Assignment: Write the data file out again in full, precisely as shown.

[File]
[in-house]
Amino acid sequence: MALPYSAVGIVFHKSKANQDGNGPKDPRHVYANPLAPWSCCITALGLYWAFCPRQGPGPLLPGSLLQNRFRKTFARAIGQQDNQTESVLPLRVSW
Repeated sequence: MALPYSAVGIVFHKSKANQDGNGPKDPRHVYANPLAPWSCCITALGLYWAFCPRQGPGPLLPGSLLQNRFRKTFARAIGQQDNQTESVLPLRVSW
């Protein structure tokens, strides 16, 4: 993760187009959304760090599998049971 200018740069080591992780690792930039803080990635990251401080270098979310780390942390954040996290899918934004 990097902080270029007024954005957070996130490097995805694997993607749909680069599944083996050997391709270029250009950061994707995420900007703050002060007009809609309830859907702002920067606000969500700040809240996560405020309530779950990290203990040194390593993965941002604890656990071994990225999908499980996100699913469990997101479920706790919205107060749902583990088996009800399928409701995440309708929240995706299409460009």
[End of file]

[in-house]
Amino acid sequence: MALPYSAVGIVFHKSKANQDGNGPKDPRHVYANPLAPWSCCITALGLYWAFCPRQGPGPLLPGSLLQNRFRKTFARAIGQQDNQTESVLPLRVSW
Repeated sequence: MALPYSAVGIVFHKSKANQDGNGPKDPRHVYANPLAPWSCCITALGLYWAFCPRQGPGPLLPGSLLQNRFRKTFARAIGQQDNQTESVLPLRVSW
């Protein structure tokens, strides 16, 4: 993760187009959304760090599998049971 200018740069080591992780690792930039803080990635990251401080270098979310780390942390954040996290899918934004 990097902080270029007024954005957070996130490097995805694997993607749909680069599944083996050997391709270029250009950061994707995420900007703050002060007009809609309830859907702002920067606000969500700040809240996560405020309530779950990290203990040194390593993965941002604890656990071994990225999908499980996100699913469990997101479920706790919205107060749902583990088996009800399928409701995440309708929240995706299409460009």